Complete endocardial cushion defects have been reported in a number of camelids, including a pair of llamas with a common dam.16 This malformation, sometimes referred to as an AV septal defect or AV canal, consists of lesions involving those structures formed by the endocardial cushions, including the lower portion of the atrial septum and upper portion of the ventricular septum, the septal leaflet of the tricuspid valve, and the anterior leaflet of the mitral valve. The consequence of this combination of lesions is admixture of oxygenated and unoxygenated blood within a “single chamber” compounded by the volume loads resulting from AV valvular insufficiency. A systolic murmur is typically present in such cases and may often be heard on both sides of the chest. Affected camelids usually display clinical signs within the first weeks or months of life. These signs include weakness, cyanosis, lethargy, exercise intolerance, increased time spent in recumbency, decreased nursing, open-mouthed breathing, dyspnea, and poor growth. Engorged jugular and other peripheral veins, pleural effusion, ascites, and passive congestion of the abdominal organs may be present. Echocardiography reveals the communicating heart chambers (Figure 36-10). Color flow Doppler echocardiography reveals dramatic lesions with bilateral AV valve insufficiency and shunting through the combined ASD and VSD. All chambers of the heart are enlarged, but the right side is often enlarged to the extent that it provides the apex of the heart. Severe systolic dysfunction is typically present and pulmonary hypertension may also be evident. Although one llama appears to have survived adequately for 1 year at less than 300 meters (m) above sea level, other affected camelids have shown clinical signs at a young age. Once clinical signs develop, the affected animal usually dies or is euthanized within a few weeks or months. Interestingly, one affected 2-year-old llama began to show signs only after spending a year at high altitude. Diuretics have been used to palliate the clinical signs, but they do not have much effect on the progression of the disease or the eventual outcome. The occurrence of this defect in two related camelids raises the likelihood of a genetic cause, but the heritability of this defect remains speculative.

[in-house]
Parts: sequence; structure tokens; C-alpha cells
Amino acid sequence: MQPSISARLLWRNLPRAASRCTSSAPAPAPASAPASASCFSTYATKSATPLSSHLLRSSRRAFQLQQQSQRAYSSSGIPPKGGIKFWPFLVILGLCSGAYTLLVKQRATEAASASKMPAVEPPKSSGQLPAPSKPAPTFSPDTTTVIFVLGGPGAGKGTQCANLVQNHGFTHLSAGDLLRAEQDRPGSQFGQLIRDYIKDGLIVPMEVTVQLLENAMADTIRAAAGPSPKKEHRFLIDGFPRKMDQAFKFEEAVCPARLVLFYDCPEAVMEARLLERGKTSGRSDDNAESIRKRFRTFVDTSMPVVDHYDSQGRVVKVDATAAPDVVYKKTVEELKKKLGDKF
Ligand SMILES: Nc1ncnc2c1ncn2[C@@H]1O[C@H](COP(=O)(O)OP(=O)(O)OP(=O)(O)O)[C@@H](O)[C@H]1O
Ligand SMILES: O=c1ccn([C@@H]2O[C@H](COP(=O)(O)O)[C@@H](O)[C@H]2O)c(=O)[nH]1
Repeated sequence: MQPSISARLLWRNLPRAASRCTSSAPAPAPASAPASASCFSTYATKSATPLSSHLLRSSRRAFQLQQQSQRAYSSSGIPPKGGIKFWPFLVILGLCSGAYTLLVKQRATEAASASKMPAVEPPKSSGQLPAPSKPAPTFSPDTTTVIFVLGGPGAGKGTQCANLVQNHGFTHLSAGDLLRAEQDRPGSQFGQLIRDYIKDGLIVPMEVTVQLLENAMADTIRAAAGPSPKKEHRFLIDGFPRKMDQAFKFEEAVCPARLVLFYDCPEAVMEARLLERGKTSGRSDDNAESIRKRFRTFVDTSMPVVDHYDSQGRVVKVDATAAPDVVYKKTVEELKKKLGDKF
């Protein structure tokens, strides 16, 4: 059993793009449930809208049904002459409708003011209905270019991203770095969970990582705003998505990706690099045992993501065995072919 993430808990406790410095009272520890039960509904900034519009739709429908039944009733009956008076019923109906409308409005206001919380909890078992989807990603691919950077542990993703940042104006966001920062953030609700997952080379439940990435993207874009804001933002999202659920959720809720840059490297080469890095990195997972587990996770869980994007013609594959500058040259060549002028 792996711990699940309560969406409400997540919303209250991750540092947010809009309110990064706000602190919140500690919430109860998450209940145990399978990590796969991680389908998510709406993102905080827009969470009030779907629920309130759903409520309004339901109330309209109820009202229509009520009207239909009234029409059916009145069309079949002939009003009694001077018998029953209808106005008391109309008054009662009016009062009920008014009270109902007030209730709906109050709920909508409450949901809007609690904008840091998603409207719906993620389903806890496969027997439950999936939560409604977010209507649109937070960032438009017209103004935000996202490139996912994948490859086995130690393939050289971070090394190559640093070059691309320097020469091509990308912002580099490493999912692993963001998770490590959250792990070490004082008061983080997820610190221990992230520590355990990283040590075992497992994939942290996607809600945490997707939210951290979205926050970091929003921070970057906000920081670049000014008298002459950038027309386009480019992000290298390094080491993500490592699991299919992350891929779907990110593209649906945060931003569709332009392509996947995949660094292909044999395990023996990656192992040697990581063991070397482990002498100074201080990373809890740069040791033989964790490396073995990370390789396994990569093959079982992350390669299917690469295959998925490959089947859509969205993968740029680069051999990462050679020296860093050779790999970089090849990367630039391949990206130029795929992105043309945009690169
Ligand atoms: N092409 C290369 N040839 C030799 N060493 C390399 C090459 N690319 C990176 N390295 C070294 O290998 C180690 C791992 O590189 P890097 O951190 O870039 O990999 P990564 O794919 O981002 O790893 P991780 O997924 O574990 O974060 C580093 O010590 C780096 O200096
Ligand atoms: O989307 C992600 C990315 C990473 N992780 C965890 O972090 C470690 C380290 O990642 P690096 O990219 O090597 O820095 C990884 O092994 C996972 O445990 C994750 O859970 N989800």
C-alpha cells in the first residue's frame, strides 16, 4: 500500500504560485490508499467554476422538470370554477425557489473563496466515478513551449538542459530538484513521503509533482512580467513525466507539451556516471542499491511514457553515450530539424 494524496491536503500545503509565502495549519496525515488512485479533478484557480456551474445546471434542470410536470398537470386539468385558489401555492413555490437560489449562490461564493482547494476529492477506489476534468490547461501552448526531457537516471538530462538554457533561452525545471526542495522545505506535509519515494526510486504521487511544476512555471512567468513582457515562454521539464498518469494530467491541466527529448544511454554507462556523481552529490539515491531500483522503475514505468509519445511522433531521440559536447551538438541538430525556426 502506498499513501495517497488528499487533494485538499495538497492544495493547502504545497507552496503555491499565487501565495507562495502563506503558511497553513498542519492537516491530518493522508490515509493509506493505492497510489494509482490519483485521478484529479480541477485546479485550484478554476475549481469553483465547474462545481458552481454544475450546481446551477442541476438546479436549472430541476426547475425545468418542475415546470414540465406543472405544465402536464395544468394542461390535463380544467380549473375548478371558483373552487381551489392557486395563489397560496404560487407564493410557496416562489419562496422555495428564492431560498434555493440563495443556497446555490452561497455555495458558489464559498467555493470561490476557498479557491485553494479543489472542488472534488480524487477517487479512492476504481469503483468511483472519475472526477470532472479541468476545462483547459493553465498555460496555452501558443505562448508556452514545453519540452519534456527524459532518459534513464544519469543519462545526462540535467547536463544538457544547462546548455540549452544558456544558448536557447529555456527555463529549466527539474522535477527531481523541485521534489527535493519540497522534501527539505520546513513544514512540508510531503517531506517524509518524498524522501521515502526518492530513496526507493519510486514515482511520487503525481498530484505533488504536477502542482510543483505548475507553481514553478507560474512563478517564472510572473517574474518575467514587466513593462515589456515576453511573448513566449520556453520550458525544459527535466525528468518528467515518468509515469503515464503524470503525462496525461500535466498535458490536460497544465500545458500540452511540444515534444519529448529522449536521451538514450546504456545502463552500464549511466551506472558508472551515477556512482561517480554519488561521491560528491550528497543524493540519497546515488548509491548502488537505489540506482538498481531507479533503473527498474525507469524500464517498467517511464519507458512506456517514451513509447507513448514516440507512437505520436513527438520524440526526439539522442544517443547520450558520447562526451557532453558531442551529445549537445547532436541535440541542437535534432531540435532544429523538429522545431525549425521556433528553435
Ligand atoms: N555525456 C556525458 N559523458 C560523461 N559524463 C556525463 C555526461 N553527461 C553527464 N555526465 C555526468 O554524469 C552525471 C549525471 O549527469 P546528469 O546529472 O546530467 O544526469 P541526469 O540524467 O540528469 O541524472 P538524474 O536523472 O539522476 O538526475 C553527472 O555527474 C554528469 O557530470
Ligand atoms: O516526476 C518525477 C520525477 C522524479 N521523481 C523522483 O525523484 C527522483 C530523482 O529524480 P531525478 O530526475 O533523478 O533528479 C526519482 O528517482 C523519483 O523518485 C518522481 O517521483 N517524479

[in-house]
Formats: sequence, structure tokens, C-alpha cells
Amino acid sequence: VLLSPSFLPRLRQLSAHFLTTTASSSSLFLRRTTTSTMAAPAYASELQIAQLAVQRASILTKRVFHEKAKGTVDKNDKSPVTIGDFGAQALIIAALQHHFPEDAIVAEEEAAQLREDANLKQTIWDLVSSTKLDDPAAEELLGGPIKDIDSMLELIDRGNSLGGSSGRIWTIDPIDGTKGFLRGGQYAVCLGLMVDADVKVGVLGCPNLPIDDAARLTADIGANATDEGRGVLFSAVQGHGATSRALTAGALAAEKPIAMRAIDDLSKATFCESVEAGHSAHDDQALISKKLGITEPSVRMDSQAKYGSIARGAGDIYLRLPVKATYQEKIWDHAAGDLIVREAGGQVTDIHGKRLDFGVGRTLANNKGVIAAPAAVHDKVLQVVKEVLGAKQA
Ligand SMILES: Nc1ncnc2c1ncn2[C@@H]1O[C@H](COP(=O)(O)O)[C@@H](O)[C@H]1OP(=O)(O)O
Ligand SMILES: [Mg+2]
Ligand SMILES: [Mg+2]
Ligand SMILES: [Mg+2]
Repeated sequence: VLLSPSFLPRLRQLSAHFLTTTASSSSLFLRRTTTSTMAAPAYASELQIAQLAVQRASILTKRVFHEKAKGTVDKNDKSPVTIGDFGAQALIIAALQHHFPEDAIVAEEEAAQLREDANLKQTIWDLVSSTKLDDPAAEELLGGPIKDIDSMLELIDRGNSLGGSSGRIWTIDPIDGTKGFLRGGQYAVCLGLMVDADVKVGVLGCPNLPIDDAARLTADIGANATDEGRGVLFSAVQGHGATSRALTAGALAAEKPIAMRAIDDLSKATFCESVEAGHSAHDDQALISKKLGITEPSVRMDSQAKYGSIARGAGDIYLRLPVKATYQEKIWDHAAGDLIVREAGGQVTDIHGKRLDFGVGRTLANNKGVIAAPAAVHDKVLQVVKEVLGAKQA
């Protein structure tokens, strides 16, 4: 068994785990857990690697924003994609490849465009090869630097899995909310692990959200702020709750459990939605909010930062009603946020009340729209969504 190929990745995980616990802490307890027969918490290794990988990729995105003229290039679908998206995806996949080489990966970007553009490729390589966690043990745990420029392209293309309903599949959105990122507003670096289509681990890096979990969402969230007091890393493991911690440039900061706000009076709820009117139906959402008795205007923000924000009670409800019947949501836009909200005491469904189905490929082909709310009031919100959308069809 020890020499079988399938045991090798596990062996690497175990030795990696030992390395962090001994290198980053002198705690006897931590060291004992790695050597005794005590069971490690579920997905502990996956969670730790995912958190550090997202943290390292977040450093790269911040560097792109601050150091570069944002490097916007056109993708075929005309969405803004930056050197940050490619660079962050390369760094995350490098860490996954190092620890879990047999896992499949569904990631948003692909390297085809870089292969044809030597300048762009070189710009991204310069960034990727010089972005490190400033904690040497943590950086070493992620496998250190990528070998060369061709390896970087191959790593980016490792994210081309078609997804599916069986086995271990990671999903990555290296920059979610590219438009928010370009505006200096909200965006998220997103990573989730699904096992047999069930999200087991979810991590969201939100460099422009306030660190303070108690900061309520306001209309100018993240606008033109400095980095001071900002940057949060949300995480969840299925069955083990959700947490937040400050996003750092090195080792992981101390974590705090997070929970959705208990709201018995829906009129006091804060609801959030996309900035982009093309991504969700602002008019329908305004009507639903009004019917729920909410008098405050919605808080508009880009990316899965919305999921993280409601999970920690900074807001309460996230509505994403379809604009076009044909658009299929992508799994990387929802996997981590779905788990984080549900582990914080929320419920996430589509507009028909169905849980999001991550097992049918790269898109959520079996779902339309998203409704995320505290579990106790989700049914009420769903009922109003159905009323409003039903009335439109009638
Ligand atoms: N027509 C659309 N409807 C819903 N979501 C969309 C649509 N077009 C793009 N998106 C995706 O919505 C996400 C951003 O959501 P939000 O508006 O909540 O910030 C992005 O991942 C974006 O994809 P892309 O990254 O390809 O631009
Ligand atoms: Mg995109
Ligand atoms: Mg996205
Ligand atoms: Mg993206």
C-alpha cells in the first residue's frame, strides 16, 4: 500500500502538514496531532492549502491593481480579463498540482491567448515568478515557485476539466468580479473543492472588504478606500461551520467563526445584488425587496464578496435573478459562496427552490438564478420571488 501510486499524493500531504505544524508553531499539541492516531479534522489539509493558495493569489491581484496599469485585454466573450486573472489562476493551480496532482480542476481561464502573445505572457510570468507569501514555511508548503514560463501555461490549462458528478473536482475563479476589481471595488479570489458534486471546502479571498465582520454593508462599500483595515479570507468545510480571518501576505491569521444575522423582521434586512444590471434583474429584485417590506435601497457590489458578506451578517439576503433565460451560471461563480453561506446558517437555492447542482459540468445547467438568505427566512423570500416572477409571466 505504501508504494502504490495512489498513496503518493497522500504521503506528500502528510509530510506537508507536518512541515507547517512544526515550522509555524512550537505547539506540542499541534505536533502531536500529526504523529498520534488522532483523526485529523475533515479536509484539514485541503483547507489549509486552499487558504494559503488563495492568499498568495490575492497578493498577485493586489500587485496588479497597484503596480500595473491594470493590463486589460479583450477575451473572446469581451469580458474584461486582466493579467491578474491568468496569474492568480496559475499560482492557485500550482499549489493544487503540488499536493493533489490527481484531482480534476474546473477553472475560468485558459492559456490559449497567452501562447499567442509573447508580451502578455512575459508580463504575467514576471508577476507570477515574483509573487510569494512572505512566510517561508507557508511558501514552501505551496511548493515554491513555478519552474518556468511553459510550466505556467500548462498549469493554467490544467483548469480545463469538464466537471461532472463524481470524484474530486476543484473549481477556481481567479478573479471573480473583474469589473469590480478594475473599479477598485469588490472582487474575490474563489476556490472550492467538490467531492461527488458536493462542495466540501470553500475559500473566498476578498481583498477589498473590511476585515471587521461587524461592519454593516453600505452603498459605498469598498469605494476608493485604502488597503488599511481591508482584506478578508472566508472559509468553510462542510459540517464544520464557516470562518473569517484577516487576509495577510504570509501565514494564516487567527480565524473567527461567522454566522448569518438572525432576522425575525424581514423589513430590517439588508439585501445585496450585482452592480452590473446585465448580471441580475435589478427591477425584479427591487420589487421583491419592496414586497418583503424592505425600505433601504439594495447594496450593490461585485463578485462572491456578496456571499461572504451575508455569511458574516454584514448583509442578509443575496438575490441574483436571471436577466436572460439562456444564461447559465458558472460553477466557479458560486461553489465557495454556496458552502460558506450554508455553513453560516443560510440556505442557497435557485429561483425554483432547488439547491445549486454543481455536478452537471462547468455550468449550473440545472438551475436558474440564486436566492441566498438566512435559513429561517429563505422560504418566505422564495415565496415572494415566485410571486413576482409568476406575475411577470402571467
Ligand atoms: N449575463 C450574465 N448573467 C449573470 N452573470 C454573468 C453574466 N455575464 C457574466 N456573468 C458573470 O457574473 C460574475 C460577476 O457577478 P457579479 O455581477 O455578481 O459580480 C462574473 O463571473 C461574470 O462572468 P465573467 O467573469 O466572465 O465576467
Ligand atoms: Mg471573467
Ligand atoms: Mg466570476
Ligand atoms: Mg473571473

ToF is another well documented cyanosis-producing cardiac defect occurring in camelids and is characterized by pulmonary stenosis with hypoplasia of the pulmonary arteries, a high VSD, an enlarged and dextropositioned aorta, and right ventricular hypertrophy. This constellation of findings is the result of maldivision of the conotruncal septum during embryonic development. Extreme variants of this abnormality include those cases in which the pulmonic valve and the main pulmonary artery are completely atretic, creating the appearance of a “pseudo” truncus arteriosus (Figure 36-11). In such cases, pulmonary perfusion is accomplished by a PDA connecting the aorta to the right and left pulmonary arteries. Acyanotic forms of ToF are also seen when the pulmonic stenosis lesion is mild and right ventricular systolic pressures are not elevated above the pressure in the left ventricle. Echocardiography is particularly useful for identifying the complex anatomy of all the components of these complex congenital heart defects. Effective treatment requires surgical repair of the observed defects and, to our knowledge, this has not been accomplished in camelids.

TGV has been documented in both llamas and alpacas on multiple occasions, yet this disorder is very uncommon in other domesticated animals. In this condition, the pulmonary artery arises from the left ventricle and the aorta arises from the right ventricle (Figures 36-12 and 36-13). This anatomic arrangement is not compatible with life unless some of the oxygenated blood returning from the lungs is able to pass from the left to the right side of the heart via an intracardiac communication or from the pulmonary artery to the aorta via a PDA. A variety of other cardiac malformations, including abnormalities of the coronary arteries, may also be identified. Affected individuals are always severely cyanotic at birth, and they usually survive only a short period. Other complex cyanosis-producing cardiac abnormalities, including hypoplasia of the left ventricle and double outlet right ventricle, have been seen in New World camelids (Figure 36-14).